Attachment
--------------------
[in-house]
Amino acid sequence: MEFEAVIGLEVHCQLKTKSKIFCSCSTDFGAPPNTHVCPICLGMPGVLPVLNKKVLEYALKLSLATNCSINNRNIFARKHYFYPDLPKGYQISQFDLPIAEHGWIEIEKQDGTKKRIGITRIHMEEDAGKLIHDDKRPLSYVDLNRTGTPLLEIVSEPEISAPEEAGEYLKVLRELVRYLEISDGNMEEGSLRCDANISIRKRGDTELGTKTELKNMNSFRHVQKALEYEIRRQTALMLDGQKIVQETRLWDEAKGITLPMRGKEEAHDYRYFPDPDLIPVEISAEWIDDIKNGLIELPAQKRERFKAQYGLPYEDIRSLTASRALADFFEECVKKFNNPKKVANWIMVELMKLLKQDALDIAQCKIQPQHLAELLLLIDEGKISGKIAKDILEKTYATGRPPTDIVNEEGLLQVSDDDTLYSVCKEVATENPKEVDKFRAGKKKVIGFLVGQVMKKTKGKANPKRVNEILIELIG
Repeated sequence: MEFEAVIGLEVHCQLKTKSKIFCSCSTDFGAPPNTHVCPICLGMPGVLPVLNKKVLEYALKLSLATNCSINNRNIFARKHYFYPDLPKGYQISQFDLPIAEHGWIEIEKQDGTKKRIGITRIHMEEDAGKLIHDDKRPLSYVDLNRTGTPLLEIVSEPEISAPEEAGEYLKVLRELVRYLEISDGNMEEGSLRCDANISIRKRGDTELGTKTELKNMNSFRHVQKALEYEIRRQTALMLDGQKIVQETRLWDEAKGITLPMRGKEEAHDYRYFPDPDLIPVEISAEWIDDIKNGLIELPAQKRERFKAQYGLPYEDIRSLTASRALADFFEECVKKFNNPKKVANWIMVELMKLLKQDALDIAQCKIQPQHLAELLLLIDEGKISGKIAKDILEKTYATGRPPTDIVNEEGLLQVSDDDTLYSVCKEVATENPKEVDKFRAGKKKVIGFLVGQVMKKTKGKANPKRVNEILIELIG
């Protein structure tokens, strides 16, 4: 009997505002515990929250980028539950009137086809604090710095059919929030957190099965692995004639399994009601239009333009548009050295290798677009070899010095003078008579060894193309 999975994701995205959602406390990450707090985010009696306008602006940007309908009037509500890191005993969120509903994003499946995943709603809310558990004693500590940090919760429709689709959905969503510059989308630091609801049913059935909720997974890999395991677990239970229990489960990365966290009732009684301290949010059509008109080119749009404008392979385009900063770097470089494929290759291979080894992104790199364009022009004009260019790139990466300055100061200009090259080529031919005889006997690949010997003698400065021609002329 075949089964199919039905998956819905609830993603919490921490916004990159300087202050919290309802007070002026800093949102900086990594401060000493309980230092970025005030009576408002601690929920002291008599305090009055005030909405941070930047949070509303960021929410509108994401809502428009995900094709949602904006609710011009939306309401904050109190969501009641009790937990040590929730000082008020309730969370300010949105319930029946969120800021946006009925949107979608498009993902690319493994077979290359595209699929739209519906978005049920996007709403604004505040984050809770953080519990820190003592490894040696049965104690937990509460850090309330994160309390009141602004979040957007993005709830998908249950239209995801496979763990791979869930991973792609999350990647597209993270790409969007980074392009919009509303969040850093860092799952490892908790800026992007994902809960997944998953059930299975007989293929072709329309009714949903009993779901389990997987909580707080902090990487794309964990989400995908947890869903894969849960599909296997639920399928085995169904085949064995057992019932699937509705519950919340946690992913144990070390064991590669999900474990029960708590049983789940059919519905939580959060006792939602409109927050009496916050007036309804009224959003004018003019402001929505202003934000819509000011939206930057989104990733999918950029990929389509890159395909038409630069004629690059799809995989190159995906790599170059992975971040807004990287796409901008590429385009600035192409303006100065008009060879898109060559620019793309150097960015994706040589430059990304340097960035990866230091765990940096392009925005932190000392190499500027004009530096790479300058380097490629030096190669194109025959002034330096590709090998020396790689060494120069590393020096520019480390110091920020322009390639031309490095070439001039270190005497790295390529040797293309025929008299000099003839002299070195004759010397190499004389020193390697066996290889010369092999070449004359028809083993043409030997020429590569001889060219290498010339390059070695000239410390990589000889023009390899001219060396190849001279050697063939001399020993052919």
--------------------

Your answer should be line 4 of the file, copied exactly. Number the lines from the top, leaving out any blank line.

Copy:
């Protein structure tokens, strides 16, 4: 009997505002515990929250980028539950009137086809604090710095059919929030957190099965692995004639399994009601239009333009548009050295290798677009070899010095003078008579060894193309 999975994701995205959602406390990450707090985010009696306008602006940007309908009037509500890191005993969120509903994003499946995943709603809310558990004693500590940090919760429709689709959905969503510059989308630091609801049913059935909720997974890999395991677990239970229990489960990365966290009732009684301290949010059509008109080119749009404008392979385009900063770097470089494929290759291979080894992104790199364009022009004009260019790139990466300055100061200009090259080529031919005889006997690949010997003698400065021609002329 075949089964199919039905998956819905609830993603919490921490916004990159300087202050919290309802007070002026800093949102900086990594401060000493309980230092970025005030009576408002601690929920002291008599305090009055005030909405941070930047949070509303960021929410509108994401809502428009995900094709949602904006609710011009939306309401904050109190969501009641009790937990040590929730000082008020309730969370300010949105319930029946969120800021946006009925949107979608498009993902690319493994077979290359595209699929739209519906978005049920996007709403604004505040984050809770953080519990820190003592490894040696049965104690937990509460850090309330994160309390009141602004979040957007993005709830998908249950239209995801496979763990791979869930991973792609999350990647597209993270790409969007980074392009919009509303969040850093860092799952490892908790800026992007994902809960997944998953059930299975007989293929072709329309009714949903009993779901389990997987909580707080902090990487794309964990989400995908947890869903894969849960599909296997639920399928085995169904085949064995057992019932699937509705519950919340946690992913144990070390064991590669999900474990029960708590049983789940059919519905939580959060006792939602409109927050009496916050007036309804009224959003004018003019402001929505202003934000819509000011939206930057989104990733999918950029990929389509890159395909038409630069004629690059799809995989190159995906790599170059992975971040807004990287796409901008590429385009600035192409303006100065008009060879898109060559620019793309150097960015994706040589430059990304340097960035990866230091765990940096392009925005932190000392190499500027004009530096790479300058380097490629030096190669194109025959002034330096590709090998020396790689060494120069590393020096520019480390110091920020322009390639031309490095070439001039270190005497790295390529040797293309025929008299000099003839002299070195004759010397190499004389020193390697066996290889010369092999070449004359028809083993043409030997020429590569001889060219290498010339390059070695000239410390990589000889023009390899001219060396190849001279050697063939001399020993052919």